Our HR team is committed to embracing diversity throughout our employees’ careers and has made great progress in embedding inclusive work practices into the recruitment and selection, integration and employee engagement processes.


Our engagement with GLEN has been fundamental in supporting the development of LGBT inclusion.


We have also gained invaluable insights from business leaders in the field of diversity and inclusion across the private and public sectors.


Many of you are here in the room today.


We can identify with organisations like ESB, Trinity College and Eir in terms of our history, culture, organisational structures and the barriers that we face when bringing forward transformational initiatives.


Your stories have inspired us.


Through our engagement with Diversity and Inclusion leaders in the private sector such as EY and Accenture, we have yielded some excellent insights into strategies, programmes of work and best practice.


You have also inspired our efforts.


I would like to take this opportunity to thank you all for opening your doors and for sharing your perspectives, journeys and experiences with us.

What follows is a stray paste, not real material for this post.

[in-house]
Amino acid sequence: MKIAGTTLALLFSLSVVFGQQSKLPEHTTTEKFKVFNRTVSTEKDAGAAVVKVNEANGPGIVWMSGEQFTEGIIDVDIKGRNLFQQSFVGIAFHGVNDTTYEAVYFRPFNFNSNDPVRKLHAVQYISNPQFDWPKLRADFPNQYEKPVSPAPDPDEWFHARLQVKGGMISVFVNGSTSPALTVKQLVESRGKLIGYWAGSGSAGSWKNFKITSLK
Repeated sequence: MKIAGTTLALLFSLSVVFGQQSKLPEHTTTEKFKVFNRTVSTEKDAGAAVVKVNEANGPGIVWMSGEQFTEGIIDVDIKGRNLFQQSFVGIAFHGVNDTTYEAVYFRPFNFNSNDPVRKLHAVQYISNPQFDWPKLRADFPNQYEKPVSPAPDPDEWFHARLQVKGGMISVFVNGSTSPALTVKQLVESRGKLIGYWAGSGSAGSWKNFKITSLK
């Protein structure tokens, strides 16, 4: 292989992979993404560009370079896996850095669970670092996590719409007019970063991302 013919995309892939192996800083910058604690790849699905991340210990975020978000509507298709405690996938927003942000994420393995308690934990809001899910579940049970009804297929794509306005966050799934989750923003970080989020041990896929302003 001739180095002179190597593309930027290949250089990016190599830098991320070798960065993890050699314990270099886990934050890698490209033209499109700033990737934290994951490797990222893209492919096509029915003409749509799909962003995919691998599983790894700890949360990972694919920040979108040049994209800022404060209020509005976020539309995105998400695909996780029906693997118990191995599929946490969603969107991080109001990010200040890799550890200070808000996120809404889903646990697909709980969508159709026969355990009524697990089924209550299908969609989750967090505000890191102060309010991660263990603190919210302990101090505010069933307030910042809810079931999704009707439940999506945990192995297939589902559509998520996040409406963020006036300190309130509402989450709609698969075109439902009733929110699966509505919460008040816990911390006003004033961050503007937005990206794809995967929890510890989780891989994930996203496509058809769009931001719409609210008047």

If I might talk a little about my own profession for a moment. For the last few years, I have been very proud to walk with my own Fine Gael party’s LGBT group at Dublin Pride, and I know that many of you have marched and will march again this June with your own companies and community organisations.


I was there not just with my Party colleagues and many of my Cabinet colleagues, but also with my own family.


And I remember being struck by how LGBT people and their friends expressed not only pride in themselves but also in the hope that our country would continue to become a better place for all LGBT citizens to live.


Ireland, I believe, is a more welcoming place for gay, lesbian, bisexual and transgender people than it once was.


But this did not happen by accident. It happened because of the bravery of many individuals in coming out and living openly as they wish to. It happened because of individuals like you have come out in work, promoted LGBT visibility and made us all think about what needs to be done to ensure work places are welcoming places.


Just as it is important that gay people get involved in politics, so too is visibility at work by members of the LGBT community a hugely important development.


It is a vital step in making Ireland a fair and equal society and you should all be hugely proud of the role you have played in that.